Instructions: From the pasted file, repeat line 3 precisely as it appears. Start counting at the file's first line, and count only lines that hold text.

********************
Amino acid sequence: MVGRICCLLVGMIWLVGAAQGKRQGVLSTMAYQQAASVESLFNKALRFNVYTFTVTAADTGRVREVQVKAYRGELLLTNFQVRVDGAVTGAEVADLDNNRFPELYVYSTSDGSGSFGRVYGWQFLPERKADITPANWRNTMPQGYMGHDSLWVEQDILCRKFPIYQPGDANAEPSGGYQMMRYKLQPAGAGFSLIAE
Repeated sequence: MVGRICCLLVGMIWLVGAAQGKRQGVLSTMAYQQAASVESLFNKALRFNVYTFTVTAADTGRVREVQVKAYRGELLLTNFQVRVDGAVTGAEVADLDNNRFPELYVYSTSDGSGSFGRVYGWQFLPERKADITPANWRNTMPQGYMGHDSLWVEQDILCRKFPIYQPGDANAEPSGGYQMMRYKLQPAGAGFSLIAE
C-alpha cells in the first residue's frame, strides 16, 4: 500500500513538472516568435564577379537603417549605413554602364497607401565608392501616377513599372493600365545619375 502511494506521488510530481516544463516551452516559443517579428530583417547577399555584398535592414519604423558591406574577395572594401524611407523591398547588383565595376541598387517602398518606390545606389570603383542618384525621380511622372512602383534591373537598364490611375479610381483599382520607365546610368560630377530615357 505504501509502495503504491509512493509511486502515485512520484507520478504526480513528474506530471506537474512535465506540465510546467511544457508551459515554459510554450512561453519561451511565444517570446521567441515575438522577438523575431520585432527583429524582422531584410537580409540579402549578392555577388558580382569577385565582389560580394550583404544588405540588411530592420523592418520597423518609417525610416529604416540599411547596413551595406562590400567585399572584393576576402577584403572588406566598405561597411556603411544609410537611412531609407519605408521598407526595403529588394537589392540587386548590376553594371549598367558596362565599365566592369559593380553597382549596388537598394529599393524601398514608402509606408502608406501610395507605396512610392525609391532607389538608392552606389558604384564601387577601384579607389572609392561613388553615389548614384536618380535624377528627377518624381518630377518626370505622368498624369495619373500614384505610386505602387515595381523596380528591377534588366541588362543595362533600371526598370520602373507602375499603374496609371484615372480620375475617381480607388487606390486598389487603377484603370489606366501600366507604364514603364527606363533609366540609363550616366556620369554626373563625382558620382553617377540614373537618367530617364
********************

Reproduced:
C-alpha cells in the first residue's frame, strides 16, 4: 500500500513538472516568435564577379537603417549605413554602364497607401565608392501616377513599372493600365545619375 502511494506521488510530481516544463516551452516559443517579428530583417547577399555584398535592414519604423558591406574577395572594401524611407523591398547588383565595376541598387517602398518606390545606389570603383542618384525621380511622372512602383534591373537598364490611375479610381483599382520607365546610368560630377530615357 505504501509502495503504491509512493509511486502515485512520484507520478504526480513528474506530471506537474512535465506540465510546467511544457508551459515554459510554450512561453519561451511565444517570446521567441515575438522577438523575431520585432527583429524582422531584410537580409540579402549578392555577388558580382569577385565582389560580394550583404544588405540588411530592420523592418520597423518609417525610416529604416540599411547596413551595406562590400567585399572584393576576402577584403572588406566598405561597411556603411544609410537611412531609407519605408521598407526595403529588394537589392540587386548590376553594371549598367558596362565599365566592369559593380553597382549596388537598394529599393524601398514608402509606408502608406501610395507605396512610392525609391532607389538608392552606389558604384564601387577601384579607389572609392561613388553615389548614384536618380535624377528627377518624381518630377518626370505622368498624369495619373500614384505610386505602387515595381523596380528591377534588366541588362543595362533600371526598370520602373507602375499603374496609371484615372480620375475617381480607388487606390486598389487603377484603370489606366501600366507604364514603364527606363533609366540609363550616366556620369554626373563625382558620382553617377540614373537618367530617364